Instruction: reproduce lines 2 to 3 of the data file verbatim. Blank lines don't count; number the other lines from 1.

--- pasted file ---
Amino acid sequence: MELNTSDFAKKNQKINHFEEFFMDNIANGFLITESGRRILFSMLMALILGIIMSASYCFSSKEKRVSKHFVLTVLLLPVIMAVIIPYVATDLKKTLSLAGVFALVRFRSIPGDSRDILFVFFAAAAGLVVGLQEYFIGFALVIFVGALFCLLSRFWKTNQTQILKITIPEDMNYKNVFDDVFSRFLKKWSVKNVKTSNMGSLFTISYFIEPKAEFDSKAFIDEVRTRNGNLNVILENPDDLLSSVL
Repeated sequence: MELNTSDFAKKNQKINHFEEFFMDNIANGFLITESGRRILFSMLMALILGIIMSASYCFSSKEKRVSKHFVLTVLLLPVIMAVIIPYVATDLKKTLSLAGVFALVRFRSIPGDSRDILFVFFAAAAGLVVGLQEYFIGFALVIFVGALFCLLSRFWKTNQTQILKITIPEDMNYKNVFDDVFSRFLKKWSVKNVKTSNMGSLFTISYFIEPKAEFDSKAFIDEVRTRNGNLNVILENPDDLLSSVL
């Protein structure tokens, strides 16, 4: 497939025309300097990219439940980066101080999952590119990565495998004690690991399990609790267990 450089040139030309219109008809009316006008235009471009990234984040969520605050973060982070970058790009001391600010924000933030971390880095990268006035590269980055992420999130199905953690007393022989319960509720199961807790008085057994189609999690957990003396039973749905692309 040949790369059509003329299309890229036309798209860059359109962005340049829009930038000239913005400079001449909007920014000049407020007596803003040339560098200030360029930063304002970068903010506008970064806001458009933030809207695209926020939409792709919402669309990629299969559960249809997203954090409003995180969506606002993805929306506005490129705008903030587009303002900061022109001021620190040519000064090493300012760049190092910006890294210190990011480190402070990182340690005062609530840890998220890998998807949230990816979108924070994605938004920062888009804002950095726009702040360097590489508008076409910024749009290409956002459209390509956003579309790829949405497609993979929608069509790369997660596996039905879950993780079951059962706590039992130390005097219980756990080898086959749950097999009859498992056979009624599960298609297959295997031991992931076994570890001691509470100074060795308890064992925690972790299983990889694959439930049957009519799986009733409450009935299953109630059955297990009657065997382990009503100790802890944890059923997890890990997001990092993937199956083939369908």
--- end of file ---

Repeated sequence: MELNTSDFAKKNQKINHFEEFFMDNIANGFLITESGRRILFSMLMALILGIIMSASYCFSSKEKRVSKHFVLTVLLLPVIMAVIIPYVATDLKKTLSLAGVFALVRFRSIPGDSRDILFVFFAAAAGLVVGLQEYFIGFALVIFVGALFCLLSRFWKTNQTQILKITIPEDMNYKNVFDDVFSRFLKKWSVKNVKTSNMGSLFTISYFIEPKAEFDSKAFIDEVRTRNGNLNVILENPDDLLSSVL
């Protein structure tokens, strides 16, 4: 497939025309300097990219439940980066101080999952590119990565495998004690690991399990609790267990 450089040139030309219109008809009316006008235009471009990234984040969520605050973060982070970058790009001391600010924000933030971390880095990268006035590269980055992420999130199905953690007393022989319960509720199961807790008085057994189609999690957990003396039973749905692309 040949790369059509003329299309890229036309798209860059359109962005340049829009930038000239913005400079001449909007920014000049407020007596803003040339560098200030360029930063304002970068903010506008970064806001458009933030809207695209926020939409792709919402669309990629299969559960249809997203954090409003995180969506606002993805929306506005490129705008903030587009303002900061022109001021620190040519000064090493300012760049190092910006890294210190990011480190402070990182340690005062609530840890998220890998998807949230990816979108924070994605938004920062888009804002950095726009702040360097590489508008076409910024749009290409956002459209390509956003579309790829949405497609993979929608069509790369997660596996039905879950993780079951059962706590039992130390005097219980756990080898086959749950097999009859498992056979009624599960298609297959295997031991992931076994570890001691509470100074060795308890064992925690972790299983990889694959439930049957009519799986009733409450009935299953109630059955297990009657065997382990009503100790802890944890059923997890890990997001990092993937199956083939369908």